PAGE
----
Amado Palma has the honor of announcing to the respectable public that he has just returned from the United States, and that he has brought with him, for the practice of his profession, German, French and North American mechanisms, all the apparatuses necessary to make portraits or views, with colors or without, and offers—to those gentlemen who would like to try them—portraits which are better than those that they have seen and equal to the most successful ones made recently in Europe, and for the reasonable price of four pesos, with a standard frame.2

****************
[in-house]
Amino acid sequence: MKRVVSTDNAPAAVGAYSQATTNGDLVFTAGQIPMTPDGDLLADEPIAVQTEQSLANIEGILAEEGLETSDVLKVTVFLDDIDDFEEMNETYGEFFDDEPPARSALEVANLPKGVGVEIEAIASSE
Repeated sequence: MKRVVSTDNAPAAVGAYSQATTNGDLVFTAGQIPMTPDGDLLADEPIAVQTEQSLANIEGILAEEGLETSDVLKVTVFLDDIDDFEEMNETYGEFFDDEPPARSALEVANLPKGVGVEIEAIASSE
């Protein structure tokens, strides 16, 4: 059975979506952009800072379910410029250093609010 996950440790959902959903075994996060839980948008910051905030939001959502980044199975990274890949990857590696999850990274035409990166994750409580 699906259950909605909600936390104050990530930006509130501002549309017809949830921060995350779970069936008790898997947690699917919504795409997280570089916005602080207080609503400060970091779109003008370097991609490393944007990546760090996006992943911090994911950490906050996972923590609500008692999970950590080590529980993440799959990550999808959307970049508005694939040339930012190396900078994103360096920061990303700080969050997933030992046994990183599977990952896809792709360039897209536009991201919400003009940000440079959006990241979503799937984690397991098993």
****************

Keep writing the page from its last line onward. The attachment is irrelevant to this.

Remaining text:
Later, in the 1860s, the city had permanent photo studios, the shops of Justo Ibarra and Octavio de la Mora. De la Mora, active in Guadalajara from 1865 to 1888, made remarkable wet collodion portraits set in an imaginary world created by painted backdrops and props. Fountains, gardens, waterfalls, and landscapes spotted with castles or temples suggested a simulacrum of distant elegance. Plaster columns and false balustrades supplemented the illusion. De la Mora is credited with introducing to Mexico the use of explosions of magnesium powder for illumination.3 He later relocated to Mexico City, where he ran a successful portrait studio and worked as a photographer for the National Museum. In addition to taking portraits of their customers, photographers sold to the public the likenesses of well-known individuals. These studio operators did not necessarily have to have access to these celebrities in order to sell their portraits, because cartes-de-visite could also be made by re-photographing an existing image, not necessarily a photograph, and then printing from this copy negative. In Mexico, one of the most popular carte-de-visite images was a portrait by Antioco Cruces and Luis Campa of the liberal president, Benito Juárez, that sold more than twenty thousand copies. His rival Maximilian appeared on similar cards. Collectors often assembled their cartes-de-visite in albums, in which they could place images of themselves, family, and friends alongside portraits of national or world leaders. In addition to individual images, studios offered sets of thematically related series of images. Examples of these include an early sequence of cards representing the already numerous succession of leaders of Mexico since independence. Since there were no photographs of many of these politicians, photographers shot copy negatives of lithographs and printed from these. Another genre produced for mass consumption by entrepreneurial photographers was the series known as tipos mexicanos, or Mexican types. These were representations of a variety of working-class tradesmen and Indian groups, and continued the conventions established by a number of earlier efforts in visual anthropology. In the years 1851–1855, Edouard Pingret, a French illustrator, produced a series of watercolors on the theme of tipos mexicanos. In contrast to portraiture, in these cases the basis for recording a person is not individuality but rather typicality, their representative quality.